35 Burst results for "State Legislature"
California's Reparations Panel Is Pushing to Close 10 Prisons
"Reparations panel is pushing for the state's legislature to close ten prisons. So crime is up and they want ten prisons closed. Because a disproportionate number of the people in the prison are black. Now, you have to understand everything makes sense. Truth is not a left wing value. Therefore, they don't ask do blacks commit a disproportionate number of violent crimes. Because that's a truth question, and it is not a left wing value truth. They just note that that is true, and therefore what do they do? They don't work on, for example, ways to have more black kids grow up with a father figure or father real father in his or her life, especially his. Instead, they close prisons. These are rotten human beings, and people don't want to believe that. They look at a picture of Gavin Newsom and they don't see a rotten human being. They see a handsome man.
California Then vs. Now: Two Separate Countries
"California's reparations panel is pushing for the state's legislature. Did you know that California? People who only know how to destroy. To think of California when I moved here as a young man in the 1970s and to think of it today. Is to think of two separate countries, civilizations. They have ruined this paradisical place. Yes, Paradise had serpents, remember that. Paradisical does not suggest perfect. But they've ruined it. So now there's a reparations panel. There is no end. To what the left will push for. No end. People thought that when same sex marriage was approved, the most radical redefinition of marriage in history, that the left would say, okay, we really, we've achieved our goal, and we will now leave the sexual arena. But they never do. The next battle is to celebrate. That's what gay pride excuse me, LGBTQI plus pride is about, celebrating. You will celebrate people who change sexes, or who believe they have changed sexes. You will celebrate or you're a hater. That's why it's called gay pride, not gay acceptance not gay tolerance. Pride is an achievement to change sexes. Don't you take pride in achievement? Is it an achievement to be gay?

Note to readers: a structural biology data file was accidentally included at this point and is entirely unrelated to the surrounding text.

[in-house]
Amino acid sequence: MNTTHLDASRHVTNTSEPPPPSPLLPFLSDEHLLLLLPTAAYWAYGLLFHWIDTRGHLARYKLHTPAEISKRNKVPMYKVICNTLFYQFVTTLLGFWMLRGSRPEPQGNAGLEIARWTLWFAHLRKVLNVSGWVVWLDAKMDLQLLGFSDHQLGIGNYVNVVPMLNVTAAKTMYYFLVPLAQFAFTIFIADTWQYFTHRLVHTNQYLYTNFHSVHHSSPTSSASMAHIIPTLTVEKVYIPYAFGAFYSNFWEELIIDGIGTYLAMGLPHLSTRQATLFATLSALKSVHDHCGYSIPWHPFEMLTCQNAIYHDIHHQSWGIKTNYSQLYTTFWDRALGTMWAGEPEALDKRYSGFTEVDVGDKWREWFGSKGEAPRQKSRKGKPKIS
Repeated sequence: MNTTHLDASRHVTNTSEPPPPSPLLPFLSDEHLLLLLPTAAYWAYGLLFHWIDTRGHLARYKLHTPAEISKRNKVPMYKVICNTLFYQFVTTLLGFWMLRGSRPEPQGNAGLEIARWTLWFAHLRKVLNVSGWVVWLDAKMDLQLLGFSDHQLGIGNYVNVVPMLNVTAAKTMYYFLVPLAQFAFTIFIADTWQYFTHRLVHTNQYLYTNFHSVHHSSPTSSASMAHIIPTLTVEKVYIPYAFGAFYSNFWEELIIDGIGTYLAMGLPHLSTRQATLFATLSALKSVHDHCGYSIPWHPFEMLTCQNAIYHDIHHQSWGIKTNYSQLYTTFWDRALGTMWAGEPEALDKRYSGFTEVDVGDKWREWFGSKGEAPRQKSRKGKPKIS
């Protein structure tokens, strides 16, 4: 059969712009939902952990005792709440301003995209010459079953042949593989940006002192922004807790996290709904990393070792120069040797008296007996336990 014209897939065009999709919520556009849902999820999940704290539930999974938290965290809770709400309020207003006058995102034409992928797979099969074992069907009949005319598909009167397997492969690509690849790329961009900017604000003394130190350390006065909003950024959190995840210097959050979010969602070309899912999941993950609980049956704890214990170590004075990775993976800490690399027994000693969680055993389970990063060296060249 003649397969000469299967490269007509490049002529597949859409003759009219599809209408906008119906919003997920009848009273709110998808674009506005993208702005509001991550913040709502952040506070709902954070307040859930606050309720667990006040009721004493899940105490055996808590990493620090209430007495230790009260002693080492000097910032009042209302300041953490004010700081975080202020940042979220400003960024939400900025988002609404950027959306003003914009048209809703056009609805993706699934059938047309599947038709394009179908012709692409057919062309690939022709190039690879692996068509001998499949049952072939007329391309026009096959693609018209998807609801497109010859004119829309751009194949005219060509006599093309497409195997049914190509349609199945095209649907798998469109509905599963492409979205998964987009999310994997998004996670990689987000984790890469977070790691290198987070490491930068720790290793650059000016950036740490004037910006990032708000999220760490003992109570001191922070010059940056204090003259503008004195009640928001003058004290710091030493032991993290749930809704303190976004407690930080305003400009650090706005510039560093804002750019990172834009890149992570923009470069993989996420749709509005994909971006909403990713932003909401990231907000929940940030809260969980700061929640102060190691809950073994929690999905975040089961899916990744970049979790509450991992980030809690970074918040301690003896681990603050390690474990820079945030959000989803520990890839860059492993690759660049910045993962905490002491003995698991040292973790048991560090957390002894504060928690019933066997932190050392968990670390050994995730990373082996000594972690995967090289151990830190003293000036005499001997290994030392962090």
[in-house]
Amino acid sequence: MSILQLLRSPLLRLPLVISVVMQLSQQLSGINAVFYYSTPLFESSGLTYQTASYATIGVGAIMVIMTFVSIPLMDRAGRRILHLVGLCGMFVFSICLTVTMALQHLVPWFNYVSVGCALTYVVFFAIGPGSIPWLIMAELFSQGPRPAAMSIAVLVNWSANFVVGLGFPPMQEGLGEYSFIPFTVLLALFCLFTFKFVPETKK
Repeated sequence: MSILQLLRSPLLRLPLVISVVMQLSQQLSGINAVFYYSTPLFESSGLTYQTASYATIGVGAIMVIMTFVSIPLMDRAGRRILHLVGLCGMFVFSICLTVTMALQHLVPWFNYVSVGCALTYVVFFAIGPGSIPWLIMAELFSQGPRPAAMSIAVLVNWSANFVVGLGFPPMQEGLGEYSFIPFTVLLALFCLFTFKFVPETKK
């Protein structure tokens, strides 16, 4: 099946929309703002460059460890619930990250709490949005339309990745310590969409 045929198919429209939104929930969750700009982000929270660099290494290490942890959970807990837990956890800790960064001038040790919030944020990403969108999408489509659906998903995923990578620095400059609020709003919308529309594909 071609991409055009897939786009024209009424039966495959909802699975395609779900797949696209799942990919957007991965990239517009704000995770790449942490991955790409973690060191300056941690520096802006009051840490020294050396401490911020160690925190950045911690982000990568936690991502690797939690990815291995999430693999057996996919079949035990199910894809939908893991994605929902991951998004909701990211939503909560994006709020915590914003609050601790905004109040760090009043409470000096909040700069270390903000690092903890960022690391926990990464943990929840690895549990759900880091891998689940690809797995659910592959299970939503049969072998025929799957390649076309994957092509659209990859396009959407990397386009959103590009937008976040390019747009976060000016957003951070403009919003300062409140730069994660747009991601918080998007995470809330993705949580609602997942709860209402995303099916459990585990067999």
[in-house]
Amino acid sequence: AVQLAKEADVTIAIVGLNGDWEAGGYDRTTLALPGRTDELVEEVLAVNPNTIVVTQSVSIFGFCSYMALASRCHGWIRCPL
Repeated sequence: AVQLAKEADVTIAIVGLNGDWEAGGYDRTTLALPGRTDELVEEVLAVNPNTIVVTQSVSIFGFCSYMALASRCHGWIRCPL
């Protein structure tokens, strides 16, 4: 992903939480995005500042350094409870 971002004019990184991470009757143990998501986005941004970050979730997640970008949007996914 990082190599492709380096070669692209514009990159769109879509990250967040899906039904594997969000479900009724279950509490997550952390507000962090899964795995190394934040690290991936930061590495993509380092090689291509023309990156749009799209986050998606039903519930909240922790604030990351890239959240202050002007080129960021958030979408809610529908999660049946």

California Dems Consider Wealth Tax, Even for Those Who Moved Out
"California Democrats consider a wealth tax including for people who moved out of the state Fox points out several Democrat led states introduced similar measures and effort to tack the rich even more Have you noticed these Democrat tyrannical states are working together The working very closely together So you can't escape That's why they try to nationalize California's policies So no matter where you go your smothered with them California lawmakers are pushing legislation That would impose a new tax on the state's wealthiest residents even if they're already moved to another part of the country How are they going to do this What are they going to do Assembly Alec assemblyman Alex Lee a progressive Democrat says here Last week introduced a bill in the California state legislature That would impose an extra annual 1.5% on those with a worldwide net worth Above 1 billion starting as early January 2024 and it goes higher from there worldwide wealth extends beyond annual income to include diverse holdings such as farm assets arts and other collectibles stocks and hedge fund interest Legislation is a modified version of a wealth tax approved in California assembling 2020 Although they declined to pass it back then here it is again